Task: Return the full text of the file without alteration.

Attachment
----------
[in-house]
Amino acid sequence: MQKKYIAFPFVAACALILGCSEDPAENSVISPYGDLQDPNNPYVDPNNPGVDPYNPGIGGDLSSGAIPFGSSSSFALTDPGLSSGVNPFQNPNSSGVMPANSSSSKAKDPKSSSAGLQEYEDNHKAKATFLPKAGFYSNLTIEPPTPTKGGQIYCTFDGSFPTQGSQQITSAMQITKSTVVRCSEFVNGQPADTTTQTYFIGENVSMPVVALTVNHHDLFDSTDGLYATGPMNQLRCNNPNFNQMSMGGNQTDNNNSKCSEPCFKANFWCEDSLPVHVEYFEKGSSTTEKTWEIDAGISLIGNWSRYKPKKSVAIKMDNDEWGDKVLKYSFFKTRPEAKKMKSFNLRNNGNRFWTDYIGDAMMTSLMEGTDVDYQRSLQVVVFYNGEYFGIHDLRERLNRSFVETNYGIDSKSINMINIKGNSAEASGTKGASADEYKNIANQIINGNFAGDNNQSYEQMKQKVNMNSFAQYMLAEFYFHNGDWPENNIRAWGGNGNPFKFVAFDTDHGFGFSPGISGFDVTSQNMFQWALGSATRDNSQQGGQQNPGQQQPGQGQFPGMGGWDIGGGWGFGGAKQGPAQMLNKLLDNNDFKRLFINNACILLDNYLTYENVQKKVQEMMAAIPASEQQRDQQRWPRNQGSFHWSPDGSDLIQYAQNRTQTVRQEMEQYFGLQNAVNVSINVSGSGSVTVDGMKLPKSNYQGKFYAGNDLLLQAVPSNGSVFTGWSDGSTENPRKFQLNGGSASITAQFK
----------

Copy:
[in-house]
Amino acid sequence: MQKKYIAFPFVAACALILGCSEDPAENSVISPYGDLQDPNNPYVDPNNPGVDPYNPGIGGDLSSGAIPFGSSSSFALTDPGLSSGVNPFQNPNSSGVMPANSSSSKAKDPKSSSAGLQEYEDNHKAKATFLPKAGFYSNLTIEPPTPTKGGQIYCTFDGSFPTQGSQQITSAMQITKSTVVRCSEFVNGQPADTTTQTYFIGENVSMPVVALTVNHHDLFDSTDGLYATGPMNQLRCNNPNFNQMSMGGNQTDNNNSKCSEPCFKANFWCEDSLPVHVEYFEKGSSTTEKTWEIDAGISLIGNWSRYKPKKSVAIKMDNDEWGDKVLKYSFFKTRPEAKKMKSFNLRNNGNRFWTDYIGDAMMTSLMEGTDVDYQRSLQVVVFYNGEYFGIHDLRERLNRSFVETNYGIDSKSINMINIKGNSAEASGTKGASADEYKNIANQIINGNFAGDNNQSYEQMKQKVNMNSFAQYMLAEFYFHNGDWPENNIRAWGGNGNPFKFVAFDTDHGFGFSPGISGFDVTSQNMFQWALGSATRDNSQQGGQQNPGQQQPGQGQFPGMGGWDIGGGWGFGGAKQGPAQMLNKLLDNNDFKRLFINNACILLDNYLTYENVQKKVQEMMAAIPASEQQRDQQRWPRNQGSFHWSPDGSDLIQYAQNRTQTVRQEMEQYFGLQNAVNVSINVSGSGSVTVDGMKLPKSNYQGKFYAGNDLLLQAVPSNGSVFTGWSDGSTENPRKFQLNGGSASITAQFK